McDonald's Pursuit of the Perfect French Fry
Barbara Booth wants her french fries to be like “walking on freshly fallen snow.” That’s a rather abstract goal for a fried potato drizzled with salt, but whatever her method, it’s working. McDonald’s serves up 9 million pounds of its “world famous fries” globally each day, and Booth, the company’s director of sensory science, insists taste and consistency are crucial to that number.
On Feb. 22, she presided over the semiannual French Fry Evaluation, a three-way contest among the chain’s top U.S. suppliers of spuds—McCain Foods, ConAgra Foods’ Lamb Weston, and J.R. Simplot. Ken Haynes, director of global quality at Lamb Weston, says he and his rivals spend weeks prepping for the big event. Sampling began at 9 a.m. with the 15 tasters crowded around a large, rectangular table. “Close your eyes,” Booth directed. “If you can’t tell what you’re eating in three seconds, there’s a problem.”
The men and women sniffed, sampled, and spit fries in a ritual akin to a wine tasting. Meanwhile, the sensory czar monitored for black spots, dehydrated ends, and limp fries, all of which detract from a sample’s score. Eighty minutes later, a winner was declared: Lamb Weston, which for the second time in a row triumphed with a sample from its plant in American Falls, Idaho.
The artisanal approach to fast food is increasingly a demand of consumers. Upstart chains such as Five Guys Burgers & Fries and Smashburger have attracted diners looking for a better patty, and in an age of social media and hyper-informed consumers, the world’s largest burger chain is being pressed to open up about the provenance of its meat, veggies, and more. In January, McDonald’s began featuring flattering profiles of its suppliers on its website. In one video, Frank Martinez, a grower in Warden, Wash., brushes the dirt from a spud, slices it, and pronounces it a “good potato!”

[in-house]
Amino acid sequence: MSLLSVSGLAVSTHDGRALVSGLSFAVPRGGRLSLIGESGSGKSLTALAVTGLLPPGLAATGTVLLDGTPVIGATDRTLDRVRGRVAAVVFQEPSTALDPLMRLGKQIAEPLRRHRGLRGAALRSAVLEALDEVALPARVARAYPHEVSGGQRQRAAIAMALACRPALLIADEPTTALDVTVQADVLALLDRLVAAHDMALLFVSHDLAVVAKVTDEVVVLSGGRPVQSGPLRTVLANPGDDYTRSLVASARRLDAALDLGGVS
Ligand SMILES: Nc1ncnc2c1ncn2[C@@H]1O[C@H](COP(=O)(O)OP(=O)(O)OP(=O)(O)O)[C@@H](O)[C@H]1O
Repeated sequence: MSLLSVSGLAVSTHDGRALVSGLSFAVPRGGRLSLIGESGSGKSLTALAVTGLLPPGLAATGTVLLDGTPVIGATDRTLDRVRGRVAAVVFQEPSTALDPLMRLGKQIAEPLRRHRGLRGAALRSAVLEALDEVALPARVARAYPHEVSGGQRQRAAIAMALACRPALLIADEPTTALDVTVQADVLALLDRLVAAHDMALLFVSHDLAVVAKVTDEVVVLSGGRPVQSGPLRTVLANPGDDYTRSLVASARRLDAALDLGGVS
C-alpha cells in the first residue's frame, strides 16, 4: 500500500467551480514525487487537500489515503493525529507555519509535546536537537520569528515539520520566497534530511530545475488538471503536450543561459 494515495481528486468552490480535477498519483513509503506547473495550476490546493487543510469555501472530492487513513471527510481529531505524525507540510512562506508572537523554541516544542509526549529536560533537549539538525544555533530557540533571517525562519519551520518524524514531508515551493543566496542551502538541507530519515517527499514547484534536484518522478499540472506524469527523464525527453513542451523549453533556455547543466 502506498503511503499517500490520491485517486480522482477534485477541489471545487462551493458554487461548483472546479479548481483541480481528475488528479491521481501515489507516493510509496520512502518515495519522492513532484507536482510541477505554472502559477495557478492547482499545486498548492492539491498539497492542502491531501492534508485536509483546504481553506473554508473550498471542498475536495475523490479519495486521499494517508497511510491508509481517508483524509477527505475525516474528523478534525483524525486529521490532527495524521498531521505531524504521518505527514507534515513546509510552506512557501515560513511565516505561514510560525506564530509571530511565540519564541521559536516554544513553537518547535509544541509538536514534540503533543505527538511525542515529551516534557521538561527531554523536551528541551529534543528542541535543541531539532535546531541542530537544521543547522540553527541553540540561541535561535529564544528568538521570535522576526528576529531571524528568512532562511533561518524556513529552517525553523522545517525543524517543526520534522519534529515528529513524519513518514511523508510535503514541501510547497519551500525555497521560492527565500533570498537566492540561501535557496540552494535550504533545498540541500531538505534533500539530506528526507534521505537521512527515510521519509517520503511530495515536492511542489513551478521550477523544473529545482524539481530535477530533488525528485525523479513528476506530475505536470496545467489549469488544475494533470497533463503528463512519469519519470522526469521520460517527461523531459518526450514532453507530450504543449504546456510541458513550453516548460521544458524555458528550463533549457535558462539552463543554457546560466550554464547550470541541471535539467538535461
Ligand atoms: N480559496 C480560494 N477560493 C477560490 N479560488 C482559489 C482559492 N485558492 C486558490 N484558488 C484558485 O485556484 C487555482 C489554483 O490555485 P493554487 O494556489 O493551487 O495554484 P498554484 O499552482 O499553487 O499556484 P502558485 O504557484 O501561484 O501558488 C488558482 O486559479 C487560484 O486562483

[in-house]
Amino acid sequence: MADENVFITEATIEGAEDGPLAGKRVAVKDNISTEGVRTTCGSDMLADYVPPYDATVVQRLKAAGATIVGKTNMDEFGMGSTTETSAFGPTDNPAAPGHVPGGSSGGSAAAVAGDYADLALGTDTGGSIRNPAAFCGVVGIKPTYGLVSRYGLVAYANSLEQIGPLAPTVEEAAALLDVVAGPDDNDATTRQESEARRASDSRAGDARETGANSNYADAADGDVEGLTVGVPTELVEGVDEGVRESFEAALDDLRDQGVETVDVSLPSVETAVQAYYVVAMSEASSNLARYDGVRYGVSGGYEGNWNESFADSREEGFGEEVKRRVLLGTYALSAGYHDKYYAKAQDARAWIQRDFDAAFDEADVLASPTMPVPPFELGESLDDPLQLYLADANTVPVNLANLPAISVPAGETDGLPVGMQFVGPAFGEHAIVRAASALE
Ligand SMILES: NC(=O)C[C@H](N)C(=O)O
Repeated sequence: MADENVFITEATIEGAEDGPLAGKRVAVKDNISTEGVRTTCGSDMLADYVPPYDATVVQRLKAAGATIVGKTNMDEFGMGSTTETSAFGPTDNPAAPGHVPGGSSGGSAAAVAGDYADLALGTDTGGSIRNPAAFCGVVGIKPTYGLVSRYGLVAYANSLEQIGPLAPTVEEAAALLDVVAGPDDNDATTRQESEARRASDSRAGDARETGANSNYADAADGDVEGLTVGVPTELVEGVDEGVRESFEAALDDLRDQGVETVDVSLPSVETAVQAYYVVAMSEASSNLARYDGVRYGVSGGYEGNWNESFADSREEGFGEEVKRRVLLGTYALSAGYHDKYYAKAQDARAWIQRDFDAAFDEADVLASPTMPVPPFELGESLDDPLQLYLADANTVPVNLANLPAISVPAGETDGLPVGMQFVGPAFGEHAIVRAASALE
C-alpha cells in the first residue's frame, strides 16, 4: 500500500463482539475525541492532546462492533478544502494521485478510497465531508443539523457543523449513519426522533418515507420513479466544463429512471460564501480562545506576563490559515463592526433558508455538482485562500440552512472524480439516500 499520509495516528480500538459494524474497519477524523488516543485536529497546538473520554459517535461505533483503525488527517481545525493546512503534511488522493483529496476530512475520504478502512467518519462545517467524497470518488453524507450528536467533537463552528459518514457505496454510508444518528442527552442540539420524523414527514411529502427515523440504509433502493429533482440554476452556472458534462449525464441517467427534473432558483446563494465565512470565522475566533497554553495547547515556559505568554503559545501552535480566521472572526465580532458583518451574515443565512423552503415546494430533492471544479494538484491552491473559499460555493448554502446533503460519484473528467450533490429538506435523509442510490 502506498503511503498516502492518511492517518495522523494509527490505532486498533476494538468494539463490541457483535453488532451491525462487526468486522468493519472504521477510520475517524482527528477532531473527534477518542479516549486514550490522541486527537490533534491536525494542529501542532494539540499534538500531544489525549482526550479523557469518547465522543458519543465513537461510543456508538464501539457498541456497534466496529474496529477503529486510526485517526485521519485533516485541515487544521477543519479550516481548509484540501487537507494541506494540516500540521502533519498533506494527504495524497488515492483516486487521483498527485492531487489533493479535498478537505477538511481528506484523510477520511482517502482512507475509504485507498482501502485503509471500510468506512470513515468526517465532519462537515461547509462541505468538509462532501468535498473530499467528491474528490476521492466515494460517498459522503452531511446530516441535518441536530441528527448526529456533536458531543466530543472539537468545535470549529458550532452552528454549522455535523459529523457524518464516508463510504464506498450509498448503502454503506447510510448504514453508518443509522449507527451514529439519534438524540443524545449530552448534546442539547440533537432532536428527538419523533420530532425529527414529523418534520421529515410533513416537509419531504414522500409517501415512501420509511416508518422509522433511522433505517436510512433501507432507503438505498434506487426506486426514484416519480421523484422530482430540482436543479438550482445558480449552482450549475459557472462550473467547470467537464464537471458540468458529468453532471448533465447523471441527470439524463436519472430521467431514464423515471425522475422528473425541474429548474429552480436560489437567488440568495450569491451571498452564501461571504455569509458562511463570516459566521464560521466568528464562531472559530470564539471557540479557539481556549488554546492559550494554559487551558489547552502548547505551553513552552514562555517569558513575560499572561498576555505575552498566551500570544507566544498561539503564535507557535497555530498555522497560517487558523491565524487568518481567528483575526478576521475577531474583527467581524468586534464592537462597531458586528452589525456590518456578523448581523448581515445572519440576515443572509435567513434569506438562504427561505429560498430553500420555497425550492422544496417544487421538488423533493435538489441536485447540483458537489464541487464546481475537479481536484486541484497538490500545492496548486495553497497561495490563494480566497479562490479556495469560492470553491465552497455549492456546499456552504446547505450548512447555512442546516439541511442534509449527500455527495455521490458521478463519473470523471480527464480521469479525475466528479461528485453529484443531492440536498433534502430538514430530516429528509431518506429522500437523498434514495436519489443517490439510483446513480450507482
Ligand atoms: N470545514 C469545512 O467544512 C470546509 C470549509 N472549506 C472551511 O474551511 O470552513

While McDonald’s took to Twitter about two years ago to get feedback on its menu and stores, social media chief Rick Wion says he and his nine workers are now focusing the online conversations on suppliers and food origin. “We’re continually looking at ways we can promote our suppliers and talk about what goes into our supply chain,” Wion says. “We get questions about it all the time.”
Sales growth at stores open at least 13 months exceeded 5 percent last year, vs. 2 percent at Wendy’s company-run locations in North America and a 0.5 percent decline at Burger King. Still, the company isn’t complacent. “They want to make sure that they are not losing business to competitors that do a better job at communicating this type of message,” says Mark Kalinowski, an analyst at Janney Montgomery Scott.
Last year, McDonald’s U.S. president, Jan Fields, e-mailed franchisees pointing out the industry has been “negatively impacted” by “food and product safety concerns.” Fields added that “our ultimate success will require a fundamental shift in how we approach brand trust and how we incorporate these efforts into everything we do.”
In February, the purveyor of the McRib sandwich said it will require its pork suppliers to phase out the confining gestation pens that animal-rights groups have long deemed cruel to sows. The move follows that of Chipotle Mexican Grill, which more than a decade ago began requiring its suppliers to raise pigs outside or in large cages.
Chipotle and Five Guys Burgers often stress that they procure a lot of their products locally. Some Five Guys locations post signs identifying the specific farm where their potatoes come from, while the burrito seller tries to buy veggies from farms within 350 miles of a restaurant. McDonald’s should move cautiously in telling its food and supply-chain story, says Richard Adams, a San Diego-based restaurant franchisee consultant and former McDonald’s store owner. “There’s no way that they can keep up with the smaller chains in terms of sourcing locally,” says Adams, who says there’s nothing wrong with McDonald’s food. “They have to be careful they don’t overpromise.”
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